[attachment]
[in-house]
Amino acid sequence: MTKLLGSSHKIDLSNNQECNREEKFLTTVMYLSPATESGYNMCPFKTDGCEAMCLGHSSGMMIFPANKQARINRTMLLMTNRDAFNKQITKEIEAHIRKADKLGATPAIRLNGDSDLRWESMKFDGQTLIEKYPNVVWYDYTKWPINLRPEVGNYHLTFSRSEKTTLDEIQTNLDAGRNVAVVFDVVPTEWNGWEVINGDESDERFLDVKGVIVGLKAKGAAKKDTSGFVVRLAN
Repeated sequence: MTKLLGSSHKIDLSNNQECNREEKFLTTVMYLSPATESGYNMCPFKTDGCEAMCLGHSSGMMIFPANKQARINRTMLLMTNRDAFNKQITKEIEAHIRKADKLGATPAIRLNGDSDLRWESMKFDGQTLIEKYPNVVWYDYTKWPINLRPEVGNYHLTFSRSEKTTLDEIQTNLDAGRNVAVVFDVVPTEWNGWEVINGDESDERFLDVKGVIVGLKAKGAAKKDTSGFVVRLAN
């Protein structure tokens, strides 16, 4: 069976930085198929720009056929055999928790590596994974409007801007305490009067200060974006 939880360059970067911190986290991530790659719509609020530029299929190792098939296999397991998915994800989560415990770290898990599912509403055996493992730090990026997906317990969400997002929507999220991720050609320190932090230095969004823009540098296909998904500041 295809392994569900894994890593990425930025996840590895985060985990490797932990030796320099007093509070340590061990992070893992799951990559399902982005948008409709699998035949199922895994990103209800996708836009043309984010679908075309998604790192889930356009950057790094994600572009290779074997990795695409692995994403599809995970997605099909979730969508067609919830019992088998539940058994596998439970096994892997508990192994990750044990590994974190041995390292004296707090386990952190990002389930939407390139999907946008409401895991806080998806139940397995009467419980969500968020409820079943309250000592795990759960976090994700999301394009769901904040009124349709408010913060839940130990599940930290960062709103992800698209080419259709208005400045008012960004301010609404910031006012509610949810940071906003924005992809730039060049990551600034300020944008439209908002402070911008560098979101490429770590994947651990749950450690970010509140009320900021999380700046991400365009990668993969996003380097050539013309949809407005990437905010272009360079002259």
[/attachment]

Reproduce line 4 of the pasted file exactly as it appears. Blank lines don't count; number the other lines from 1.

């Protein structure tokens, strides 16, 4: 069976930085198929720009056929055999928790590596994974409007801007305490009067200060974006 939880360059970067911190986290991530790659719509609020530029299929190792098939296999397991998915994800989560415990770290898990599912509403055996493992730090990026997906317990969400997002929507999220991720050609320190932090230095969004823009540098296909998904500041 295809392994569900894994890593990425930025996840590895985060985990490797932990030796320099007093509070340590061990992070893992799951990559399902982005948008409709699998035949199922895994990103209800996708836009043309984010679908075309998604790192889930356009950057790094994600572009290779074997990795695409692995994403599809995970997605099909979730969508067609919830019992088998539940058994596998439970096994892997508990192994990750044990590994974190041995390292004296707090386990952190990002389930939407390139999907946008409401895991806080998806139940397995009467419980969500968020409820079943309250000592795990759960976090994700999301394009769901904040009124349709408010913060839940130990599940930290960062709103992800698209080419259709208005400045008012960004301010609404910031006012509610949810940071906003924005992809730039060049990551600034300020944008439209908002402070911008560098979101490429770590994947651990749950450690970010509140009320900021999380700046991400365009990668993969996003380097050539013309949809407005990437905010272009360079002259």